Tree and Forest Health
Online ISSN : 2189-7204
Print ISSN : 1344-0268
ISSN-L : 1344-0268
Volume 21 , Issue 1
Showing 1-15 articles out of 15 articles from the selected issue
  • Yukiko S. Takahashi, Hayato Masuya, Takanori Kubono
    2017 Volume 21 Issue 1 Pages 1-7
    Published: January 31, 2017
    Released: January 31, 2018

    Sydowia japonica is a pathogenic fungus of the male strobili of Cryptomeria japonica. The fungus is expected as a biological control agent for pollinosis of Japanese cedar to inhibit the anthesis of male strobili. We investigated the rate of infection of S. japonica in male strobili cluster and the isolation frequency from the infected male strobilus to obtain the fundamental information to evaluate the substantivity of efficacy and the possibility of secondary infection in the natural environment. Although the number of male strobili and the infection rate varied widely at each study site, the number of current-year-infected male strobili positively correlated with the number of current-year-produced male strobili and the number of previous-year-infected male strobili, respectively. It is believed that the infection number in the current year depends on both the amount of the infectious source and the amount of new host tissue. The results showed that S. japonica could survive for more than two years in the natural condition.

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  • Mikio Kusunoki, Yasutada Kanegae, Kiwamu Fujita, Rika Inokuchi, Ikuo K ...
    2017 Volume 21 Issue 1 Pages 8-12
    Published: January 31, 2017
    Released: January 31, 2018

    We surveyed the occurrence risk of needle rust caused by Coleosporium phellodendri and Asian pine gall rust caused by Cronartium orientale on Japanese black pine (Pinus thunbergii) cultivated at bonsai production areas in Takamatsu City, Kagawa Prefecture, in 2016. Our results suggested that the risk of damage due to needle rust would be very low given that Phellodendron amurense, the alternate host, was not found within 300m from the bonsai garden where bonsai trees for export are cultivated. However, we found alternate hosts of Asian pine gall rust within 300m of the gardens. Nonetheless, based on the fact that a roughly 100-year-old Japanese black pine showed no symptoms of Asian pine gall rust, it is likely that the disease had not occurred for at least 100 years, or if it had, proper management had resulted in complete elimination from the gardens. Considering multiple factors, including the life cycles of the two pathogenic fungi, bonsai cultivation and management methods, disease control, and weather conditions, together with the results of the present survey, it is highly unlikely that damage due to these two diseases would occur in the future as well. With regard to the importation of bonsai of Japanese black pine into Europe, which is wary about the invasion of pathogenic fungi that cause needle rust and Asian pine gall rust of Japanese black pine, the risk of their invasion into European countries would be extremely low by taking the same quarantine measures as those implemented for bonsai of Japanese white pine (Pinus parviflora), which have already been exported.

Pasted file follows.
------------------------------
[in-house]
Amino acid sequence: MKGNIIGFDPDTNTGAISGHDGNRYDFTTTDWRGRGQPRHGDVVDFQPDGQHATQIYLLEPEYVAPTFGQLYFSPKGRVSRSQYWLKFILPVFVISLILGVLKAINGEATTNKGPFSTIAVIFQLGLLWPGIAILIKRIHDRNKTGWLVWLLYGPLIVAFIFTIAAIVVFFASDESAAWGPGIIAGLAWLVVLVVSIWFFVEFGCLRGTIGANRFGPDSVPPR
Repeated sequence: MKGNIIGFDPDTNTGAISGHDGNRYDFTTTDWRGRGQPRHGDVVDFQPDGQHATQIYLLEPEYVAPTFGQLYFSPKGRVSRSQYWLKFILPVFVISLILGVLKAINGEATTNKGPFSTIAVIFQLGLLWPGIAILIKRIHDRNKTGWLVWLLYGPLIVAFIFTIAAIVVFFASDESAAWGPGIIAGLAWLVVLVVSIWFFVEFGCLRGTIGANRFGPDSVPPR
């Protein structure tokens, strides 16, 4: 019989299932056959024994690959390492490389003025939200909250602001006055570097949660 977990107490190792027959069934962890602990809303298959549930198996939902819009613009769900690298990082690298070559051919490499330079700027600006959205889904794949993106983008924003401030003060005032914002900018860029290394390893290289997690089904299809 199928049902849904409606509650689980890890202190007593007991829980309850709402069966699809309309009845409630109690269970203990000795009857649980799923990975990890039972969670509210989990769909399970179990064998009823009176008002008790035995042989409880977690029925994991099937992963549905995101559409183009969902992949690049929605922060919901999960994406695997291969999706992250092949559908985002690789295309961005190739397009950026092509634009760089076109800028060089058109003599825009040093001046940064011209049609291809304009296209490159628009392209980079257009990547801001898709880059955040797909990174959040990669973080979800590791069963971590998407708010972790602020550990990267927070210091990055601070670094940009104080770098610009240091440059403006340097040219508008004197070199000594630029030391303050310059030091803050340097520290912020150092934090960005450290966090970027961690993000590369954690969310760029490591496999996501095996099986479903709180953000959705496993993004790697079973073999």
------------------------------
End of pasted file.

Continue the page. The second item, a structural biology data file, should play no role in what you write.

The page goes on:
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Short Communication
  • Kanji Ito, Misako Ito
    2017 Volume 21 Issue 1 Pages 13-19
    Published: January 31, 2017
    Released: January 31, 2018

    Considerable diversity was recognized in the herbaceous understories of hundreds of temperate tree species (approximately 70 years old) grown in a uniformly managed arboretum. Of these, species whose understory diversities were categorized as being nonexistent (Chamaecyparis obtusa, Cryptomeria japonica), poor (Calocedrus decurrens, Nageia nagi, Cladrastis platycarpa), and extremely rich (Taxodium distichum, Celtis sinensis, Ulmus parvifolia) were identified, and soils around their trunks were collected for assessment of their biological and chemical properties. The results of soil bioassays examining the growth of three herbaceous plants (lettuce, Italian ryegrass [both grown from seeds], and Solidago altissima [a perennial weed, grown from rhizome segments]) as well as the macroconidial germination of the fungus Fusarium cuneirostrum were fully consistent with the degree of understory diversity at the sites of soil collection. Considerably high growth of test plants was observed in soils from around T. distichum, C. sinensis, and U. parvifolia, indicating bio-promotive modification of soils by these species. Of the other five species, soils from around C. obtusa and C. japonica exhibited acidity as high as pH 3.9 and 4.2, and these soils showed the strongest inhibition of the growth of three test plants, and also completely inhibited the germination of F. cuneirostrum. Soil EC levels did not show any correspondence to bioassay results. The above results indicate that tree species may play a considerable role in understory biological diversity.

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Short Communications in the 21th Annual Meeting
Introduction to Tree and Forest Health
Series:Introduction to The management of lignosa under changing environment
Book Review
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